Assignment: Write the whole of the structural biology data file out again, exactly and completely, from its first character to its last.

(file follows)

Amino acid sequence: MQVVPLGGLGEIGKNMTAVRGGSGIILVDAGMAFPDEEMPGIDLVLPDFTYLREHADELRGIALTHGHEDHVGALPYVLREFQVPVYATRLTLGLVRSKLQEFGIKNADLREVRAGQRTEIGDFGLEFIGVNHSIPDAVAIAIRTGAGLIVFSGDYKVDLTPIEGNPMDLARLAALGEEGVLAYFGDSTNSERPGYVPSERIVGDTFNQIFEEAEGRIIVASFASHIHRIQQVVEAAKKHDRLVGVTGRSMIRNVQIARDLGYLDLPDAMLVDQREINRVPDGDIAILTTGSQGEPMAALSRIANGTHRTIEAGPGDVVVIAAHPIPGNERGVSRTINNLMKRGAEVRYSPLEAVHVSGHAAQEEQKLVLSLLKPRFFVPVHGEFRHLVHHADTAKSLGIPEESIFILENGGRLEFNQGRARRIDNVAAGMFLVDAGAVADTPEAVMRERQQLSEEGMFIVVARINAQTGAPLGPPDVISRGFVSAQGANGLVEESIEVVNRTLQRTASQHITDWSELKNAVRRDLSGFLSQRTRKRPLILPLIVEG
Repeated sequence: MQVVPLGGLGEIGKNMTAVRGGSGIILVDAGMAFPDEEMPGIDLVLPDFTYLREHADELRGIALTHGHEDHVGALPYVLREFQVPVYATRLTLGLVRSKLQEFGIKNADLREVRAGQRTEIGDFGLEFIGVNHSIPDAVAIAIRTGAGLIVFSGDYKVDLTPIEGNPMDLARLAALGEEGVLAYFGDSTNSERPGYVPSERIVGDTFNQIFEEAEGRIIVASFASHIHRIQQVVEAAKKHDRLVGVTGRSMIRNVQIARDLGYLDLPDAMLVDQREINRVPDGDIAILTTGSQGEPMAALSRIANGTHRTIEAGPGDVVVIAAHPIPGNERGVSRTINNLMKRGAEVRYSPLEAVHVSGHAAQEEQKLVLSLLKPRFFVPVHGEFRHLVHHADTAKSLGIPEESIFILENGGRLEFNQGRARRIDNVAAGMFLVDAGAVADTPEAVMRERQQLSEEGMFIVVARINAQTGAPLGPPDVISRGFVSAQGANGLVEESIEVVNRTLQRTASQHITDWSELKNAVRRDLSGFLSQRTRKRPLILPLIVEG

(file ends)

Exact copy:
Amino acid sequence: MQVVPLGGLGEIGKNMTAVRGGSGIILVDAGMAFPDEEMPGIDLVLPDFTYLREHADELRGIALTHGHEDHVGALPYVLREFQVPVYATRLTLGLVRSKLQEFGIKNADLREVRAGQRTEIGDFGLEFIGVNHSIPDAVAIAIRTGAGLIVFSGDYKVDLTPIEGNPMDLARLAALGEEGVLAYFGDSTNSERPGYVPSERIVGDTFNQIFEEAEGRIIVASFASHIHRIQQVVEAAKKHDRLVGVTGRSMIRNVQIARDLGYLDLPDAMLVDQREINRVPDGDIAILTTGSQGEPMAALSRIANGTHRTIEAGPGDVVVIAAHPIPGNERGVSRTINNLMKRGAEVRYSPLEAVHVSGHAAQEEQKLVLSLLKPRFFVPVHGEFRHLVHHADTAKSLGIPEESIFILENGGRLEFNQGRARRIDNVAAGMFLVDAGAVADTPEAVMRERQQLSEEGMFIVVARINAQTGAPLGPPDVISRGFVSAQGANGLVEESIEVVNRTLQRTASQHITDWSELKNAVRRDLSGFLSQRTRKRPLILPLIVEG
Repeated sequence: MQVVPLGGLGEIGKNMTAVRGGSGIILVDAGMAFPDEEMPGIDLVLPDFTYLREHADELRGIALTHGHEDHVGALPYVLREFQVPVYATRLTLGLVRSKLQEFGIKNADLREVRAGQRTEIGDFGLEFIGVNHSIPDAVAIAIRTGAGLIVFSGDYKVDLTPIEGNPMDLARLAALGEEGVLAYFGDSTNSERPGYVPSERIVGDTFNQIFEEAEGRIIVASFASHIHRIQQVVEAAKKHDRLVGVTGRSMIRNVQIARDLGYLDLPDAMLVDQREINRVPDGDIAILTTGSQGEPMAALSRIANGTHRTIEAGPGDVVVIAAHPIPGNERGVSRTINNLMKRGAEVRYSPLEAVHVSGHAAQEEQKLVLSLLKPRFFVPVHGEFRHLVHHADTAKSLGIPEESIFILENGGRLEFNQGRARRIDNVAAGMFLVDAGAVADTPEAVMRERQQLSEEGMFIVVARINAQTGAPLGPPDVISRGFVSAQGANGLVEESIEVVNRTLQRTASQHITDWSELKNAVRRDLSGFLSQRTRKRPLILPLIVEG